Benjamin is a Lifelong Learner – and Teacher – of Ojibwe


By Brett Larson, January 2, 2015

Like many Mille Lacs Band members, John Benjamin heard the Ojibwe language growing up and learned some vocabulary along the way. Also like many Band members, he didn’t feel confident speaking the language.

“I heard it a lot when I was young, but I never really picked it up,” he said. “I learned a bunch of words in high school, but I couldn’t put a sentence together. I really started getting into it in college in 2000.”

John enrolled at Fond du Lac Community and Tribal College and studied the Ojibwe language with instructor Dan Jones. During his second semester, he gave an introductory speech at a Wisdom Steps conference at Black Bear Casino. John was pulled aside by Amik (Larry Smallwood), who was impressed with John’s ability and offered to help him with the Mille Lacs dialect.

John has been working hard at the language ever since and is now the District I Ojibwe Language Instructor at the community center. As he has learned the language from Amik, Lee Staples and others, he has also learned about the culture and spirituality of the Anishinaabe people, and he now does the pipe ceremony at Nay Ah Shing schools.

For John, language and spirituality go hand in hand. A friend of his once told him that offering tobacco and asking for help has resulted in progress with learning the Ojibwe language. “That really stuck with me,” John said.

Today, John relies on the expertise of many people who answer his questions about the language. He visits with Elders like Susan Shingobe (his grandmother), Maggie Kegg (his aunt), Elfreda Sam, and Carol Nickaboine. He gets help from professors Anton Treuer and Brendan Fairbanks, or other experts like Chato Gonzalez and Adrian Liberty.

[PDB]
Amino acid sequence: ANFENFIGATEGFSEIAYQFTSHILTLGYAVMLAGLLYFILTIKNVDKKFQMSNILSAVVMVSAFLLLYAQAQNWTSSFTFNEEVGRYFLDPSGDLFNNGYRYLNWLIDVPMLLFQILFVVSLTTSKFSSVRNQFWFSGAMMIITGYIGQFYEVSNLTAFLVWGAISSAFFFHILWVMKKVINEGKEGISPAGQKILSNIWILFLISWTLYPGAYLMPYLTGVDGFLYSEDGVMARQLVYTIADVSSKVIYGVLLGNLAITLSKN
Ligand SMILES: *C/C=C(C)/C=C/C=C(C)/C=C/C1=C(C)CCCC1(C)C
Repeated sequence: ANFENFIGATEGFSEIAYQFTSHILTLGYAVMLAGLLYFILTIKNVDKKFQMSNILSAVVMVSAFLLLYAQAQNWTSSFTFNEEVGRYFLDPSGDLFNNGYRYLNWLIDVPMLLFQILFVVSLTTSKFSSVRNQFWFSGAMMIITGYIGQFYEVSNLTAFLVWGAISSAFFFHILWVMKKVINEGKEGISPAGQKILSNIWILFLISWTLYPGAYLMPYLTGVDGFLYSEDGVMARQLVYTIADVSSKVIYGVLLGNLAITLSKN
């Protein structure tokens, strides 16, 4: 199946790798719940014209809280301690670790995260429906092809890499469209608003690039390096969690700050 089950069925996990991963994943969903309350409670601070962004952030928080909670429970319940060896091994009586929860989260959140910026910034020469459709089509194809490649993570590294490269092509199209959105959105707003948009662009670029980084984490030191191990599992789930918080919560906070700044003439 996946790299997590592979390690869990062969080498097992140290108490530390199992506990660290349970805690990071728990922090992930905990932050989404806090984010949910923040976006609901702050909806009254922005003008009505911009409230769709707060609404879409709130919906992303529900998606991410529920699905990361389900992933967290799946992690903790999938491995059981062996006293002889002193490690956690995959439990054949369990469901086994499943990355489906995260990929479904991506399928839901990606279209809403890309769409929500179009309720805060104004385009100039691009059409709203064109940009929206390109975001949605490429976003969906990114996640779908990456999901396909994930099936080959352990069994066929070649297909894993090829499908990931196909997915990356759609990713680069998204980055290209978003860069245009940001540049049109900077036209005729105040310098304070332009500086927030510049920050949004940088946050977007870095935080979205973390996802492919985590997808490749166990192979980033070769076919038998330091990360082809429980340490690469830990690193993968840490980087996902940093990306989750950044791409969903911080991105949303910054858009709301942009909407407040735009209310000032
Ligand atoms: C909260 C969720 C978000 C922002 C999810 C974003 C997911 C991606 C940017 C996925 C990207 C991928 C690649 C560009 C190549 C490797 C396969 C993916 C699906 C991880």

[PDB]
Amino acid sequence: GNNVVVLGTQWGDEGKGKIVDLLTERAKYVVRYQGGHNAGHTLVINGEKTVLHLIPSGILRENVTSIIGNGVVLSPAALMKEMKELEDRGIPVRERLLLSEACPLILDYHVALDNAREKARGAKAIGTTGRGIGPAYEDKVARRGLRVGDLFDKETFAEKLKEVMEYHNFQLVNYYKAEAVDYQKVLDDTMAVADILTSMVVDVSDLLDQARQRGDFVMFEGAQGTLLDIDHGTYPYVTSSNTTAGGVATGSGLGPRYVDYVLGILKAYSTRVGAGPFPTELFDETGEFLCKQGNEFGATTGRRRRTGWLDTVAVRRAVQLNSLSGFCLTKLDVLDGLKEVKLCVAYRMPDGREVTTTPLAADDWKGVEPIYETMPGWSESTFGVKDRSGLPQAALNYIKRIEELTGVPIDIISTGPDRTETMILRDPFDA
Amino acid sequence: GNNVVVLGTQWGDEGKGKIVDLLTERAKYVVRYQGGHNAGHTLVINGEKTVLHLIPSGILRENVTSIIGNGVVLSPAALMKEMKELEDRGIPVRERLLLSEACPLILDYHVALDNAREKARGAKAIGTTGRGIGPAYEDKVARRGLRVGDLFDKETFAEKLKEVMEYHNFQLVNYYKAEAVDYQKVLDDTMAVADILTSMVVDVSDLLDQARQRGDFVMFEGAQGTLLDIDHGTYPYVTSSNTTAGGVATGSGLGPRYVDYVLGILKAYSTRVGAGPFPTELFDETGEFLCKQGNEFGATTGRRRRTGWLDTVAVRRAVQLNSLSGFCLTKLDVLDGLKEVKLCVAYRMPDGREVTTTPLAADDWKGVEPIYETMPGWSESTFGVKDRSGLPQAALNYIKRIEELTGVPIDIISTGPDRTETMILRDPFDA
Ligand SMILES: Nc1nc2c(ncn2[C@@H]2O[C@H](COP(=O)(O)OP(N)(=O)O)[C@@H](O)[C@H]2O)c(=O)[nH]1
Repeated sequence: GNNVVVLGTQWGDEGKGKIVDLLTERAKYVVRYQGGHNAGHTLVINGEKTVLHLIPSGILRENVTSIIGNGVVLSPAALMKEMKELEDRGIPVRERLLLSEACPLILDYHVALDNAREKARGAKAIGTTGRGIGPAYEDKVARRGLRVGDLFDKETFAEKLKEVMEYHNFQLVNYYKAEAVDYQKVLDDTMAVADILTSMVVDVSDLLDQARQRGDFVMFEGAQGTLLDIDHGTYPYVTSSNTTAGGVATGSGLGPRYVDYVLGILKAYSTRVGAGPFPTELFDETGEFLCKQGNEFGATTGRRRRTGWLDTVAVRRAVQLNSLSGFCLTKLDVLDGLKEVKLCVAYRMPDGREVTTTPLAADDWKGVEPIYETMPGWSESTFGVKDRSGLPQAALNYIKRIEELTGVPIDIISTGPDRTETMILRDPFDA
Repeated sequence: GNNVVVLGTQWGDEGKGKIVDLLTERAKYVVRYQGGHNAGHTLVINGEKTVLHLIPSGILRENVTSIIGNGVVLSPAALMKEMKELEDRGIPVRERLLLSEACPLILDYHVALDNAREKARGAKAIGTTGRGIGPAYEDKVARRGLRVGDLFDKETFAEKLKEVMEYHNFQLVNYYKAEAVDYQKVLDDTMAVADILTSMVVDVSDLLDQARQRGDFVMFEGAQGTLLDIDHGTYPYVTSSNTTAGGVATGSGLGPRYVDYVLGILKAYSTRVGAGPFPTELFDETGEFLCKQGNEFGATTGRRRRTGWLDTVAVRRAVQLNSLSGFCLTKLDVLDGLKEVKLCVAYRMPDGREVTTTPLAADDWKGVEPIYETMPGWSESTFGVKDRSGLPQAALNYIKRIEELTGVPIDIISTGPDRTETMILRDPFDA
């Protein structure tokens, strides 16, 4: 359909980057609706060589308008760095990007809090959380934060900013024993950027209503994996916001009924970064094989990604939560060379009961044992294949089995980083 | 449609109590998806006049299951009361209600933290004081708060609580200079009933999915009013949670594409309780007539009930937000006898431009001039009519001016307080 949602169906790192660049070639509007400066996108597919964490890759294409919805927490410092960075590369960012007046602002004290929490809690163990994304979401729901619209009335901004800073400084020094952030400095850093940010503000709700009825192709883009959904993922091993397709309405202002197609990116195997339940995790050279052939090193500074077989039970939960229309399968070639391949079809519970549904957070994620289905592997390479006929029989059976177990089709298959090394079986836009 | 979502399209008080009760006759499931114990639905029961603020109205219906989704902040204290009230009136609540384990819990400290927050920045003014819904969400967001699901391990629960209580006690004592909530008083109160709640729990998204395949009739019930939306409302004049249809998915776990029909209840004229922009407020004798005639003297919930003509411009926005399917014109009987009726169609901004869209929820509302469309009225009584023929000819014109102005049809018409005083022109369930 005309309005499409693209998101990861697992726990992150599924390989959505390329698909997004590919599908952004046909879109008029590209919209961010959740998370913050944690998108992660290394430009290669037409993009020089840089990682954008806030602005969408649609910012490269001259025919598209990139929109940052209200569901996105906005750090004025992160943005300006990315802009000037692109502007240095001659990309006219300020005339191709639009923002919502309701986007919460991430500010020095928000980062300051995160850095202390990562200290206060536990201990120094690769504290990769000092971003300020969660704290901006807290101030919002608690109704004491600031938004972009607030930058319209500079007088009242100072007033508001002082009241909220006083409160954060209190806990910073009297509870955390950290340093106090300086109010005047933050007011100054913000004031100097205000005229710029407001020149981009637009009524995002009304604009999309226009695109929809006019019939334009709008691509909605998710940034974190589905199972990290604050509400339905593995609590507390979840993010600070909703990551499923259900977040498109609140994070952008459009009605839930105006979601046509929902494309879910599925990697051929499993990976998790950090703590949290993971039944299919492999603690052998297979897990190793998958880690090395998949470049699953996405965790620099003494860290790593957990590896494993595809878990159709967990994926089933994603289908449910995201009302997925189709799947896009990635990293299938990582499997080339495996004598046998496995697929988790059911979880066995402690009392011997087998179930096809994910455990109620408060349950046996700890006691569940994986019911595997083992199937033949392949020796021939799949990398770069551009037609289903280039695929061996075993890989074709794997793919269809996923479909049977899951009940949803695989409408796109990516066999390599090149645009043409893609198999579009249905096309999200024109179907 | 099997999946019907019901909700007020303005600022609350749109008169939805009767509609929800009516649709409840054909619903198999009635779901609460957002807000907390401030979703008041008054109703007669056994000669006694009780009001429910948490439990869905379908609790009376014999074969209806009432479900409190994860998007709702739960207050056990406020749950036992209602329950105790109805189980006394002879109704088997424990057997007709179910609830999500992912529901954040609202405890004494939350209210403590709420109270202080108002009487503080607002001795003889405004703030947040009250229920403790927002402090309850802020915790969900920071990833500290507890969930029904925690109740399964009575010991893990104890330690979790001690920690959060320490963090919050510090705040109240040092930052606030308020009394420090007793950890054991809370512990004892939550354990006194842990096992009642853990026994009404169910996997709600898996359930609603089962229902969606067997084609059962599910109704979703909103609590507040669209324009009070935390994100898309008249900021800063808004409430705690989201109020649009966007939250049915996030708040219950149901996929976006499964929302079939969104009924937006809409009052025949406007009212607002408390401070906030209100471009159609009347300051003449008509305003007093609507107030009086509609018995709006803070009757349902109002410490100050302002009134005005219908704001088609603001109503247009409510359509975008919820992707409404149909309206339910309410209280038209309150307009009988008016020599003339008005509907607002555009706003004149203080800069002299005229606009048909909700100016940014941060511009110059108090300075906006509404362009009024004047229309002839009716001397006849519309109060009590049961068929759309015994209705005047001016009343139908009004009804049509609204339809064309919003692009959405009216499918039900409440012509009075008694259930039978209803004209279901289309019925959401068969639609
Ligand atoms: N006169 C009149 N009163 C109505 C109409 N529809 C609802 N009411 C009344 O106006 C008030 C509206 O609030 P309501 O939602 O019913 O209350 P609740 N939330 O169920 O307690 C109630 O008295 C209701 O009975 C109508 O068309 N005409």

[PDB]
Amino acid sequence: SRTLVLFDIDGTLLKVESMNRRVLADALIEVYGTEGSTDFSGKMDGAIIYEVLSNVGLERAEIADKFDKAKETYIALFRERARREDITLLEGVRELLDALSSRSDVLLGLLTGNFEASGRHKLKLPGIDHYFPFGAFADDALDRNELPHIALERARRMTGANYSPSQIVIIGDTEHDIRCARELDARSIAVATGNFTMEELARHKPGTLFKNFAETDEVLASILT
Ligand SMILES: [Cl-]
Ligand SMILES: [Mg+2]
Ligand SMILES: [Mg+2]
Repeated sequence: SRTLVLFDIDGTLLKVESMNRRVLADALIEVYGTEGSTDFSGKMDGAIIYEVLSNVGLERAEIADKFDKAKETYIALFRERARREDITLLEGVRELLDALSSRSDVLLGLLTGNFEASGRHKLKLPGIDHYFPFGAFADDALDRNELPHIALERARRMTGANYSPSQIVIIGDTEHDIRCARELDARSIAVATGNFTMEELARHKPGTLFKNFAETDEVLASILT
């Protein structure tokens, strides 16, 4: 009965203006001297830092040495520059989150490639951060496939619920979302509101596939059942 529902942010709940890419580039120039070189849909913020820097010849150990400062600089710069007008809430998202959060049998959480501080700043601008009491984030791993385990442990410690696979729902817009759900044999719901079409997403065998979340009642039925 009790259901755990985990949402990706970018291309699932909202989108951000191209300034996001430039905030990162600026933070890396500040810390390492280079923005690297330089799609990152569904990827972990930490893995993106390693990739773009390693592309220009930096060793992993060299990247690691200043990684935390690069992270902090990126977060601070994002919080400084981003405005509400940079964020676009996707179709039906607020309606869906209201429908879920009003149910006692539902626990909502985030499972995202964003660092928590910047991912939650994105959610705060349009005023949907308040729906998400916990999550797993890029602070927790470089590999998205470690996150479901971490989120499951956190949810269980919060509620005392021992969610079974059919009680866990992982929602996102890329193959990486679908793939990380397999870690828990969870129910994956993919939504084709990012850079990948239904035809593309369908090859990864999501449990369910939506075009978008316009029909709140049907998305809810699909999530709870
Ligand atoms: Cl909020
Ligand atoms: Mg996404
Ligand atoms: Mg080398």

During the day when he doesn’t have any Ojibwe speakers around, John talks to himself in Ojibwe to stay in practice. He also serves as an Ojibwemowin tutor for Dan Jones’s Fond du Lac Tribal College’s ITV classes through the Mille Lacs Band’s Anishinaabe College.

When he’s not learning, he’s teaching at the Community Center. He recently started teaching a class for employees of the Health and Human Services Department, and he expects to start teaching young people in the Niigaan program soon. He said he’s happy to help tutor individuals as well as teach larger classes.

For John, the biggest challenge of his job is helping students to get their brains to shift gears from English to Ojibwe. “I tell my students something Dan Jones says to his classes: ‘You’re stuck in English thinking. You’re supposed to leave your English hat outside the door and put your Ojibwe hat on.’”

The most satisfying moments for John are when he sees the light bulb go on for his learners, when suddenly they are able to put a thought in Ojibwe.

John is one of several young Mille Lacs Band members who pursue learning the Ojibwe language as a lifelong project – and career choice. His only regret is that he didn’t start sooner. He feels comfortable teaching beginner and intermediate learners, but he wishes he had the fluency and expertise to speak and teach at an advanced level. When he gives the prayer at Nay Ah Shing, he sounds like a fluent speaker, but he doesn’t describe himself that way.

As his life shows, though, it’s never too late. He’s only 38, so by the time he’s an Elder, he may reach his goal. It gives him a sense of satisfaction to be among those Band members who are helping to keep the language and culture alive and thriving.